IPEC e-newsletter - Excipients Insight September 2017 - 19-09-17


Inside this issue


Excipients used to stabilise new viral vector for gene therapy

Excipients have been used to stabilise viruses used to transfer genetic sequences into cells – for example for gene therapy – in a development that could make an improved vector suitable for development as biologic therapies.

The research by scientists at Oklahoma State and Kansas Universities in the US is focusing on adenovirus, and specifically a form of the virus known as "fibreless adenovirus" in which proteins found in the organism that contribute to undesirable characteristics such as immune stimulation are stripped out. Removing those proteins also allow modifications to the virus to improve its therapeutic characteristics

Adenoviral vectors have featured prominently in gene therapy experiments – used in upwards of 400 clinical trials – but have been associated with side effects, including the death of a patient enrolled in a gene transfer trial at the University of Pennsylvania in 1999. Fibreless versions of these viruses have been proposed as an alternative, but removing the fibre leads to serious stability issues.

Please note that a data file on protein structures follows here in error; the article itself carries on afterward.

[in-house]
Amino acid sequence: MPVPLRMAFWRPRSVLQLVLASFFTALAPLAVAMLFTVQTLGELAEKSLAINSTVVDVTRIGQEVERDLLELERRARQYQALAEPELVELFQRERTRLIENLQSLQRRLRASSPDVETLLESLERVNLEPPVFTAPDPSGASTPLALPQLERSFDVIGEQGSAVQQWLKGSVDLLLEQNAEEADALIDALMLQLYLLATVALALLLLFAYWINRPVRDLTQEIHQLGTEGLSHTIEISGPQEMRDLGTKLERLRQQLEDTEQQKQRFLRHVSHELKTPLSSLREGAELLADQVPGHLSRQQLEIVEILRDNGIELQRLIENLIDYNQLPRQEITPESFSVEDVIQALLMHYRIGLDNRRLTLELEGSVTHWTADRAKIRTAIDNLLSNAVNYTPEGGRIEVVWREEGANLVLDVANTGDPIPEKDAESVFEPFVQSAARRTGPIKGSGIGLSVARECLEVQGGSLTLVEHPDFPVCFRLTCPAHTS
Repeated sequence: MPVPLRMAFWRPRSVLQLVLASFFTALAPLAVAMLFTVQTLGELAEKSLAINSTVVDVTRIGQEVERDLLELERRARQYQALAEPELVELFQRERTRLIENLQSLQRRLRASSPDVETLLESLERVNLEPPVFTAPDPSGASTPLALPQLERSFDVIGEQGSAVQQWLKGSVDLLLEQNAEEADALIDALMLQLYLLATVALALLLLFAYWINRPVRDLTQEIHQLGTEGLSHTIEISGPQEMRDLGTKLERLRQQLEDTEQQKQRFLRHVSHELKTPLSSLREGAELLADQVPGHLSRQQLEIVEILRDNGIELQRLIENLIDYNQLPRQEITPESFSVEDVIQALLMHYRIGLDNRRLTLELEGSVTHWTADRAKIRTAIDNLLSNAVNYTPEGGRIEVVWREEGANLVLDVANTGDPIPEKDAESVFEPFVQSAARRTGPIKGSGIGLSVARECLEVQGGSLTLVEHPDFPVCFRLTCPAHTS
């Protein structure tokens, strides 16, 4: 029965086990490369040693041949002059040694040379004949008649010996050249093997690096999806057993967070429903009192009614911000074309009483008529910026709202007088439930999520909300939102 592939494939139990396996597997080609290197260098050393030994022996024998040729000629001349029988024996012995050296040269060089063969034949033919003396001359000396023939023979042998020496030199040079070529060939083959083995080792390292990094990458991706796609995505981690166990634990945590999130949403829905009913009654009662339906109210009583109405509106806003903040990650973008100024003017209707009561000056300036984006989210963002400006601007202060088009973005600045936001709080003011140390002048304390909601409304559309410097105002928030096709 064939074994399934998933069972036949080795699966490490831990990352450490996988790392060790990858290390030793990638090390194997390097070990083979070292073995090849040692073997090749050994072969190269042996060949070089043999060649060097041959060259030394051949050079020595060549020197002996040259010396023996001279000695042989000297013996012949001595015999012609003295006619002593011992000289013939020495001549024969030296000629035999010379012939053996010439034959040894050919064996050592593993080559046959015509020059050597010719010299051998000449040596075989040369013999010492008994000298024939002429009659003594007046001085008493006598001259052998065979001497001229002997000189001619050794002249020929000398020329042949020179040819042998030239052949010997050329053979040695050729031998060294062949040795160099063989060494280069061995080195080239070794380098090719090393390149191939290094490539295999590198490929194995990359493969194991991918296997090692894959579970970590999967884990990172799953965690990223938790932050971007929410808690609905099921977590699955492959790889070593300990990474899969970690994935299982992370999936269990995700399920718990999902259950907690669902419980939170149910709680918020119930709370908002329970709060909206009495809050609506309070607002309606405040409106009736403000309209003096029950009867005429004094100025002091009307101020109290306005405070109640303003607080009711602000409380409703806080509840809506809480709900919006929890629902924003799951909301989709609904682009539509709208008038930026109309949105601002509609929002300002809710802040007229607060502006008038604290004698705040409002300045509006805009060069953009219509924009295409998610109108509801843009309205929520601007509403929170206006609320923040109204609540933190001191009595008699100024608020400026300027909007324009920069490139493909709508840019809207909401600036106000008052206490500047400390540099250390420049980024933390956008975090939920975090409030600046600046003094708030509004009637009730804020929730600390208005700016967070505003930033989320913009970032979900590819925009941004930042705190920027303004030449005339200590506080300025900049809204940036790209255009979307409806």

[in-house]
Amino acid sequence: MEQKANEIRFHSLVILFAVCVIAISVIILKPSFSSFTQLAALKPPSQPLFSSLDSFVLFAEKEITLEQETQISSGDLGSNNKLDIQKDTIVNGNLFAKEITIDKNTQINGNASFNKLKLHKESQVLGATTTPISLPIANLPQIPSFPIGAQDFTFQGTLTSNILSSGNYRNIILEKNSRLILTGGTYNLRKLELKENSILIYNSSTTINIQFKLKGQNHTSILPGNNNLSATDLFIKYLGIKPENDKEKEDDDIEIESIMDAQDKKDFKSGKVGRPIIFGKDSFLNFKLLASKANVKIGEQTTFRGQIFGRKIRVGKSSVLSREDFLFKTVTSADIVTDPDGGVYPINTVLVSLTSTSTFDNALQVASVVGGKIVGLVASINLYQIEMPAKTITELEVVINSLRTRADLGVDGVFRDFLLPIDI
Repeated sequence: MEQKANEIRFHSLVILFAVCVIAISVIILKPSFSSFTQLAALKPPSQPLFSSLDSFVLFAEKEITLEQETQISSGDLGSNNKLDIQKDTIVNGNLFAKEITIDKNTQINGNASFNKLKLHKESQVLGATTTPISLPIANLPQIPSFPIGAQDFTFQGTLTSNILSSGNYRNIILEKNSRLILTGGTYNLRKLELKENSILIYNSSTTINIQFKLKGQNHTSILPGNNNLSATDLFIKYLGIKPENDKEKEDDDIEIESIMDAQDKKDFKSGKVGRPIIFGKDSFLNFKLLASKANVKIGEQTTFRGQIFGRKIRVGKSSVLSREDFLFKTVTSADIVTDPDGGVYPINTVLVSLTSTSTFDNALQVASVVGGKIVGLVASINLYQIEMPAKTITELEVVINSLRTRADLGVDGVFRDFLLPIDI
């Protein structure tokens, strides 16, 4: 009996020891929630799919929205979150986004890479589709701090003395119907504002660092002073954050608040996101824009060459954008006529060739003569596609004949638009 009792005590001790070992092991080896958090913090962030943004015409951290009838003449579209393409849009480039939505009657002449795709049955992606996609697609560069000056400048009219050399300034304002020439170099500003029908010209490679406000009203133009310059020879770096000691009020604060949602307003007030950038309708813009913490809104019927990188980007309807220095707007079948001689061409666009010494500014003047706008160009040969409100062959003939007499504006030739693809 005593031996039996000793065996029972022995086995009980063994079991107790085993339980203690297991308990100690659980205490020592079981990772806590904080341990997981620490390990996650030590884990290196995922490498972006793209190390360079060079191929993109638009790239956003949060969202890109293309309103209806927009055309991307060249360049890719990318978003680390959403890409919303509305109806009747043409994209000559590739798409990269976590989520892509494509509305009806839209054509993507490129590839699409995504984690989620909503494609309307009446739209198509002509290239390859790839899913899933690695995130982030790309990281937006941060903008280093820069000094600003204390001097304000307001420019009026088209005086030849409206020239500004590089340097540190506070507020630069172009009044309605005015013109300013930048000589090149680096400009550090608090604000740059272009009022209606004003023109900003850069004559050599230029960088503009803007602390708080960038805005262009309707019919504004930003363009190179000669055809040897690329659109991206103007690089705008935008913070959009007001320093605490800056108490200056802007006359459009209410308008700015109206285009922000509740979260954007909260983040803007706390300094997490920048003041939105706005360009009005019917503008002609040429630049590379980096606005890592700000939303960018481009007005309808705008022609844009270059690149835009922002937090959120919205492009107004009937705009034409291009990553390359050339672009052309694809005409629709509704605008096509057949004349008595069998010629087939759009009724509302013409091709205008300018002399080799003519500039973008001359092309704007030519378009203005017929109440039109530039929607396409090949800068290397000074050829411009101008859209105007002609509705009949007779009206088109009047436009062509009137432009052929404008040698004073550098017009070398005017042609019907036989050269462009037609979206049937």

"There is clearly a need to stabilize fibreless adenovirus so that it can serve as a platform for improved adenovirus-based therapies," write the researchers in the Journal of Pharmaceutical Sciences. "Currently, a stable formulation of fibreless adenovirus has not been described."

The team screened various excipients to find candidates that could stabilize the fibreless adenovirus by measuring their ability to improve thermal; stability and prevent aggregation – which leads to a loss of protein activity - and improve the retention of their biological activity. The best excipients were found to be the nonionic surfactant Pluronic F-68 and glycine.

"The work presented here demonstrates that it is possible to enhance the stability of the fibreless adenovirus, which can result in a longer shelf life and, consequently, more consistency in therapeutic efficacy," conclude the researchers.

"We showed that a simple formulation, such as addition of a single excipient, can significantly increase the particle stability and retain the biological activity of the virus."




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